On appeal, Gilmour relies almost entirely on United States v. United States Dist. Court, 858 F.2d 534 (9th Cir.1988). In that case, the government sought a writ of mandamus prohibiting the district court from admitting evidence that a sixteen-year-old girl hired to appear in a pornographic movie had perpetrated a massive fraud on the "adult entertainment industry" by passing herself off as an adult. At issue was a federal statute, 18 U.S.C. § 2251(a), which prohibits the production of materials depicting a minor engaged in sexually explicit activity if the defendant knows that the visual depiction will be transported in commerce. A divided Ninth Circuit panel held that, although § 2251(a) does not provide for a mistake-of-age defense, the First Amendment requires writing one into the statute. Otherwise, producers of adult pornography


will almost certainly be deterred from producing such materials depicting youthful-looking adult actors; such actors may have considerable difficulty in finding producers willing to cast them; [and] audiences wishing to view films featuring such actors would be denied the opportunity.


858 F.2d at 540. The dissenting judge concluded that the statute serves an important government interest, little legitimate speech is chilled if producers of adult pornography must accurately ascertain a young-looking actor's age, and § 2251(a) is therefore constitutional as written.


Following District Court, the Supreme Court decided X-Citement Video. At issue was another federal child pornography statute, 18 U.S.C. § 2252(a), which prohibits, for example, knowingly shipping child pornography in commerce. The question, as the Court explained it, was whether to give the statute its "most natural grammatical reading," in which case the word "knowingly" modifies only the requirement that the offending child pornography be shipped in interstate commerce. Noting that this construction "would produce results that were not merely odd, but positively absurd," the Court concluded that "knowingly" instead modifies all elements of the crime, including the age of the minor depicted in the pornographic film. 513 U.S. at 69, 115 S.Ct. at 467. In discussing this issue, the Court expressly noted that § 2251(a), the statute at issue in District Court, lacks this scienter requirement, citing to the footnote in which the Ninth Circuit panel majority held that the government need not prove scienter as part of its case. 513 U.S. at 76 n. 5, 115 S.Ct. at 471 n. 5. In ignoring the more significant holding in District Court--that mistake-of-age is a constitutionally mandated defense--it seems apparent to us that the Supreme Court intentionally avoided that issue. Thus, whether the First Amendment mandates use of the mistake-of-age defense in a child pornography prosecution under federal or state law remains an open question outside the Ninth Circuit.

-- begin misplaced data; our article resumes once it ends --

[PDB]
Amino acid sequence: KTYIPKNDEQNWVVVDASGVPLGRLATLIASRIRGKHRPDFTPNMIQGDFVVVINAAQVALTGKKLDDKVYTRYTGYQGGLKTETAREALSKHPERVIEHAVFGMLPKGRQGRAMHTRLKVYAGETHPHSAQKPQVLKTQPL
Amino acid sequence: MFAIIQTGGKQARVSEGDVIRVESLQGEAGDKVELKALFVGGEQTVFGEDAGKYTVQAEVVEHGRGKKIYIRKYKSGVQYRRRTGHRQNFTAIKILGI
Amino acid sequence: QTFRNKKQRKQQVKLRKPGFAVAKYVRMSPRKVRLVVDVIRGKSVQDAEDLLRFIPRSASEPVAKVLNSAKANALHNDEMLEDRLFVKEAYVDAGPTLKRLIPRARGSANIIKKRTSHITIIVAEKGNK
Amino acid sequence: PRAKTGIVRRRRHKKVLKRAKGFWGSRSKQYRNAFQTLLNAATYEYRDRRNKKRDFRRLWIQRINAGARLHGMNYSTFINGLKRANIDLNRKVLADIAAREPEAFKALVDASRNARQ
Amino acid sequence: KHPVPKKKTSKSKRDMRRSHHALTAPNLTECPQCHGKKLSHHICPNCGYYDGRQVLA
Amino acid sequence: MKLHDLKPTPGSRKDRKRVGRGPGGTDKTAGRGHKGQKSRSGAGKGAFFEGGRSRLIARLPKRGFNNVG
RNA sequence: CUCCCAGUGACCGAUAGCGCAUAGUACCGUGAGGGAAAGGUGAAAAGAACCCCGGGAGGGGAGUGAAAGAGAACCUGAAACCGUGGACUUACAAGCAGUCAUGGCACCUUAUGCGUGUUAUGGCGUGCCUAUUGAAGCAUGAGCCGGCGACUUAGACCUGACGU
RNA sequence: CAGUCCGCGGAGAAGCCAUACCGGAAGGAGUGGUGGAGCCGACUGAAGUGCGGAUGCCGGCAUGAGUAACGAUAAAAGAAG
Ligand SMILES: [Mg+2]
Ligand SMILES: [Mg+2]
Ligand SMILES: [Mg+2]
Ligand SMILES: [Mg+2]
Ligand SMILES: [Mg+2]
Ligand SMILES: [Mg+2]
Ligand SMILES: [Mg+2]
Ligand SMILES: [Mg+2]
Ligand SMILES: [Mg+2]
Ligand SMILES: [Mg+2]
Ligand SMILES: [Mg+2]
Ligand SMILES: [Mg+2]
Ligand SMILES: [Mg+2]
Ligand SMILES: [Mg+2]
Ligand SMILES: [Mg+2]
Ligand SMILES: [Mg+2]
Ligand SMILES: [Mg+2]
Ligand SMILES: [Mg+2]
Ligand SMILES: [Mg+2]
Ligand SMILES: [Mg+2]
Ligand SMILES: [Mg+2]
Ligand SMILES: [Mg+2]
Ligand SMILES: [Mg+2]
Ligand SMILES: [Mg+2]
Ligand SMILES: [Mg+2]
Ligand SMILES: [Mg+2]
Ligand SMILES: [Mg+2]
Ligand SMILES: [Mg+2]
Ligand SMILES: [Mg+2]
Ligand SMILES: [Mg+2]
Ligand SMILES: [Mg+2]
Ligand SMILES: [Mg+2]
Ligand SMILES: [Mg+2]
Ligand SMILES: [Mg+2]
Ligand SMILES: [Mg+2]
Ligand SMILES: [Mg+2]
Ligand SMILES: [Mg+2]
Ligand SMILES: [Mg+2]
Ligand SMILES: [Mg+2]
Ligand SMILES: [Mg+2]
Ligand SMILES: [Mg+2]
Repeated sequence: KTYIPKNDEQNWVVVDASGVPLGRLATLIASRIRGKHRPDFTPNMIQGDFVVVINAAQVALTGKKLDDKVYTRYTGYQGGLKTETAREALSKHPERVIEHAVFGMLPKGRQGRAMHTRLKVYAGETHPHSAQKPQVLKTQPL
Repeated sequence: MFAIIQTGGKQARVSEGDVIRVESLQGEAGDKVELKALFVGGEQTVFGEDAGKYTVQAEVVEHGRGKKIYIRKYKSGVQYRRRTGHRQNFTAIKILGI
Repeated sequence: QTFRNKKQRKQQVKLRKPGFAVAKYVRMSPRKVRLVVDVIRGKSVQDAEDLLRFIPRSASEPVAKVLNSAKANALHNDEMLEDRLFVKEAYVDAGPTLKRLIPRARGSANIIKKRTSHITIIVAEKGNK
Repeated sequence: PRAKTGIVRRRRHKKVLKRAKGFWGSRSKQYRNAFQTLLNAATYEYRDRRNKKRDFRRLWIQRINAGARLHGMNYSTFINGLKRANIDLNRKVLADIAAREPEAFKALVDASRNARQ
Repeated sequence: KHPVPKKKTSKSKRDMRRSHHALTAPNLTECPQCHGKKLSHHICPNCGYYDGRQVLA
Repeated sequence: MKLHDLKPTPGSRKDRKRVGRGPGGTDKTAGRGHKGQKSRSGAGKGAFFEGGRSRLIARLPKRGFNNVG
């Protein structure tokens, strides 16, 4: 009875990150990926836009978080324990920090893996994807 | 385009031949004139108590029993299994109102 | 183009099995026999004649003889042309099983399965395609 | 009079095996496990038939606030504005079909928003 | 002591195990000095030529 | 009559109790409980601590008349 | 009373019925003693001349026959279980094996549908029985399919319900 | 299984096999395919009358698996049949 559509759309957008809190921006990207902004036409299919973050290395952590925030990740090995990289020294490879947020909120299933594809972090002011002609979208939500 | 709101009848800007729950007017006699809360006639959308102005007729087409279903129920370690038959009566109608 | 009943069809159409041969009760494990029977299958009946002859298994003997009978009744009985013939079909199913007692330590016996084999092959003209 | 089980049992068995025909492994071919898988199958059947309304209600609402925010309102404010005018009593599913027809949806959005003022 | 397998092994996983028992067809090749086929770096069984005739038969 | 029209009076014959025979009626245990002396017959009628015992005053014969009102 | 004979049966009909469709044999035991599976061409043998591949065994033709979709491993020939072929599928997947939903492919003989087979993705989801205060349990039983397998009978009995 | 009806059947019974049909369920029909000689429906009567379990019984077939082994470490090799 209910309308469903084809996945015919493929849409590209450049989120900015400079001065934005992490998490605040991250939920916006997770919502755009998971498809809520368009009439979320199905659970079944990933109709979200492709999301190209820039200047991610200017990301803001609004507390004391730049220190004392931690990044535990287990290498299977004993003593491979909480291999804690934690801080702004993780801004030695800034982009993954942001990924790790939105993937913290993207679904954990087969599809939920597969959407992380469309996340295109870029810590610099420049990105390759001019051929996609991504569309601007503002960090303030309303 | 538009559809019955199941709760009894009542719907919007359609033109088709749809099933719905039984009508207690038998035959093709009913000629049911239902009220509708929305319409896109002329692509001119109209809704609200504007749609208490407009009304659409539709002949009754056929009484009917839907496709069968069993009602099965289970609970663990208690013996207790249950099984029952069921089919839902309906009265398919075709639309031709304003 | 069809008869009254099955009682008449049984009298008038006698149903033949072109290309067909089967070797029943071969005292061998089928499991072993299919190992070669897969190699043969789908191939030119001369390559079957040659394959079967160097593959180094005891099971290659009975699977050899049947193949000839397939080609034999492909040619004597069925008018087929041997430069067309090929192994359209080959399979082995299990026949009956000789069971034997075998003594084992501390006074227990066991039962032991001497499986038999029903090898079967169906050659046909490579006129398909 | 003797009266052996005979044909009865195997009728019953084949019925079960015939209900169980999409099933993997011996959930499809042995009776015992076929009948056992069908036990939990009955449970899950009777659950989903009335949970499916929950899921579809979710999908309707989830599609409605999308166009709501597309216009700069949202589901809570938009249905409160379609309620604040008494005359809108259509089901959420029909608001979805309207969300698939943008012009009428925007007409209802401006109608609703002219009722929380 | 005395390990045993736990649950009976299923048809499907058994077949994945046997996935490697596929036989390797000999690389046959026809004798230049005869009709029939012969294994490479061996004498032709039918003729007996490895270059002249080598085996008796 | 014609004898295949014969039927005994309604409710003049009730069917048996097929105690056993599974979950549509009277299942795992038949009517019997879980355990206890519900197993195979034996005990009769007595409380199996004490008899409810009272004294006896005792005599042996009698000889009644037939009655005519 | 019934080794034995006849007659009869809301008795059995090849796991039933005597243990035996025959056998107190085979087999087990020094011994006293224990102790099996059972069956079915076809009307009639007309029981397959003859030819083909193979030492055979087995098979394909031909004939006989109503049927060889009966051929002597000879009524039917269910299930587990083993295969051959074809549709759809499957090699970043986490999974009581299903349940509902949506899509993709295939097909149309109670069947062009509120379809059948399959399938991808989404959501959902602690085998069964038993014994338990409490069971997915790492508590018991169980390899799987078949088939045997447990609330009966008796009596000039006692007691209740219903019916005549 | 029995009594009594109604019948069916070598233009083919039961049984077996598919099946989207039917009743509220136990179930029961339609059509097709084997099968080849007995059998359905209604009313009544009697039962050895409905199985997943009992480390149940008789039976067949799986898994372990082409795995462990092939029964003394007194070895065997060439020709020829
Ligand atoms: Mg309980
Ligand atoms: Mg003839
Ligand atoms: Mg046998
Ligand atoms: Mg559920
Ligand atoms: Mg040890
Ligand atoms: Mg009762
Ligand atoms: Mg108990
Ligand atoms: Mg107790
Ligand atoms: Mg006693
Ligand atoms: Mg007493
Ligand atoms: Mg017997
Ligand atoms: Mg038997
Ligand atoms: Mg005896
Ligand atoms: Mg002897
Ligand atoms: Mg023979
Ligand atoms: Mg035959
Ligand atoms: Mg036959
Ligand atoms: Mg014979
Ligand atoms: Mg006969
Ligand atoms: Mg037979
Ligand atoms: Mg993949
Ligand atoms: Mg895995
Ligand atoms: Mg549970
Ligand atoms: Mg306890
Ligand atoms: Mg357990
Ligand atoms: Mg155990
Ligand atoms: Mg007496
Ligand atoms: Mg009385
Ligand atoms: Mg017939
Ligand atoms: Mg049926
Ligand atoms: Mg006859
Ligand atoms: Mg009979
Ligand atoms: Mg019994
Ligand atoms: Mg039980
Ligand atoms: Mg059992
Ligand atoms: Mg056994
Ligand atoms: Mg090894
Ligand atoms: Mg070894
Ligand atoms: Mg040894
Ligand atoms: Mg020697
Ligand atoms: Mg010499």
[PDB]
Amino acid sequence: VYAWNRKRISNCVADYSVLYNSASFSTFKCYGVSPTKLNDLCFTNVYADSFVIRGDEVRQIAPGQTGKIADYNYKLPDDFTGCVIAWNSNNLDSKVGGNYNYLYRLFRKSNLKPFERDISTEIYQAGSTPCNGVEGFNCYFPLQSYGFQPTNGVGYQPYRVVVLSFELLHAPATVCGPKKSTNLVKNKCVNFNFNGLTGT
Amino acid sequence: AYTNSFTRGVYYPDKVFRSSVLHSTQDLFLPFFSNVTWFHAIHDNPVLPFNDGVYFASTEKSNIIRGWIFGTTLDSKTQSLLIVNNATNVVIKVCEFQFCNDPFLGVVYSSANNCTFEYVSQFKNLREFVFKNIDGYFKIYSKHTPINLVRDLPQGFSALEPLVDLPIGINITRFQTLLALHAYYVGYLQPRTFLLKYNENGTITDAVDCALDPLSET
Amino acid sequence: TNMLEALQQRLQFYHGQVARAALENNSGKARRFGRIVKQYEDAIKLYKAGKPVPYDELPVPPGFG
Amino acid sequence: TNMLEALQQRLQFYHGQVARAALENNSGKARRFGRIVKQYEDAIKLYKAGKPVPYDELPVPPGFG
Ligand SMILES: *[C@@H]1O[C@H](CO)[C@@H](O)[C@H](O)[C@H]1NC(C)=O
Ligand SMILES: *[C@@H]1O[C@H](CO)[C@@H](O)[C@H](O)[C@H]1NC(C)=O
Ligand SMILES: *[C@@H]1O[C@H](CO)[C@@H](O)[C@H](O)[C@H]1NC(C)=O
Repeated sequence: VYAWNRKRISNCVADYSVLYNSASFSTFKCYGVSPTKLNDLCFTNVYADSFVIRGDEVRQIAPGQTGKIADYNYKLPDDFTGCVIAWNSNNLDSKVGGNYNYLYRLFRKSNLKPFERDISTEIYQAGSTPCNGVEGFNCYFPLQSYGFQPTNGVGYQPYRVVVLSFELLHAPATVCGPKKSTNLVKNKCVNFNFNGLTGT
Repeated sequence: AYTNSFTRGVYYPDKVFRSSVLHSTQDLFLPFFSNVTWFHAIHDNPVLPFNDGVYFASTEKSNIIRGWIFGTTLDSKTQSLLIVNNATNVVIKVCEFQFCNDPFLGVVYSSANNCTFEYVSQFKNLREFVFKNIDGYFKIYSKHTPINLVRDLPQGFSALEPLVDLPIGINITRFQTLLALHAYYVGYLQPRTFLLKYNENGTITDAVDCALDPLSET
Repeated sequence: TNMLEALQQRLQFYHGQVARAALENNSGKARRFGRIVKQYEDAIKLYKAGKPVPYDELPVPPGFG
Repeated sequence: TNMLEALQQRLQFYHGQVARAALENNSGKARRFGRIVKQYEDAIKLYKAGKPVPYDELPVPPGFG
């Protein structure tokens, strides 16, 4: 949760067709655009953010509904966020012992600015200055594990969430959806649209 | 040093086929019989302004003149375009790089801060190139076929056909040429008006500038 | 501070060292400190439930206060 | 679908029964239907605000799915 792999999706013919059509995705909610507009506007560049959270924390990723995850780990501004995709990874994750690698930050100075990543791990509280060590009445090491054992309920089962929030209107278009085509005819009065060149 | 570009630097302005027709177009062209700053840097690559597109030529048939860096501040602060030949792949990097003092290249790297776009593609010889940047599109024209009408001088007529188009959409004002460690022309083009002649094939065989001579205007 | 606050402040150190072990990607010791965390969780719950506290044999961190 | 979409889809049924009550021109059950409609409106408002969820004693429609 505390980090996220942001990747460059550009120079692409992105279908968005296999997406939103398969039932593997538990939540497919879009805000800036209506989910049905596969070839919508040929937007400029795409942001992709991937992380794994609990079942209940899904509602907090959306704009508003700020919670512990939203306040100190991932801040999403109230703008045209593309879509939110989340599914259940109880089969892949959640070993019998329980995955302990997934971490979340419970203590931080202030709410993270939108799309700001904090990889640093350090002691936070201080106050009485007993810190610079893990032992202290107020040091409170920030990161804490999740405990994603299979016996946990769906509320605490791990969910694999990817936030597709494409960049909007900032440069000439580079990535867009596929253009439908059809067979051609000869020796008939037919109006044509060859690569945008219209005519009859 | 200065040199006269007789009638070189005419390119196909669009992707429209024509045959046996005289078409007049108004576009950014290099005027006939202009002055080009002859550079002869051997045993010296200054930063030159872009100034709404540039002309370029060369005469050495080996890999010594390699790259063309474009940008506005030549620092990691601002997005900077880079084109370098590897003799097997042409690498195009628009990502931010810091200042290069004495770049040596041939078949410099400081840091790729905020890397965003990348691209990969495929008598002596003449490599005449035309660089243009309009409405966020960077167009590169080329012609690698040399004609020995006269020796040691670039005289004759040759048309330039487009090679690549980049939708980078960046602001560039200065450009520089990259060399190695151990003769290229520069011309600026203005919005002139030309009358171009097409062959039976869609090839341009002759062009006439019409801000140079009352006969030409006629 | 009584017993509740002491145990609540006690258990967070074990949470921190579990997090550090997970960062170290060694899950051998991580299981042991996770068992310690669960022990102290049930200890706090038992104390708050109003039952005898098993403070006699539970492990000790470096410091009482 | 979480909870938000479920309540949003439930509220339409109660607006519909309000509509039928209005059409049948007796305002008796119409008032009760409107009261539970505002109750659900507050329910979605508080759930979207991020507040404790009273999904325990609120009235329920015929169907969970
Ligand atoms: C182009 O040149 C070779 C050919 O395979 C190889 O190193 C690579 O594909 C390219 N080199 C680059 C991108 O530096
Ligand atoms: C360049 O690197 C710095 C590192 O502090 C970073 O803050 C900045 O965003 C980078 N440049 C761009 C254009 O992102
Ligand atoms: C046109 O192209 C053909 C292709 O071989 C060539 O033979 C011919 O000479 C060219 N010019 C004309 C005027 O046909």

As X-Citement Video illustrates, the mens rea question is especially complex because it may affect each element of the crime. For example, the Iowa statute at issue here has two explicit mens rea elements. To be guilty of a violation, one must actively entice, coerce, or knowingly permit a minor to engage in the prohibited sexual act, and one must know, have reason to know, or intend that the illicit activity may be photographed. Gilmour is arguing for an additional mens rea factor to prevent the Iowa statute from chilling substantial protected speech--reasonable belief that the sexually exploited victim was in fact an adult is a defense to the charge. This question requires weighing the State's interest in prohibiting unprotected conduct, such as Gilmour's; the precision with which the State has isolated unprotected from protected activity; and the resulting extent to which protected First Amendment activity will be deterred (chilled) by the prohibition. For three reasons, we part company with the panel majority in District Court and conclude that the Iowa statute, as applied to Gilmour, is not constitutionally infirm.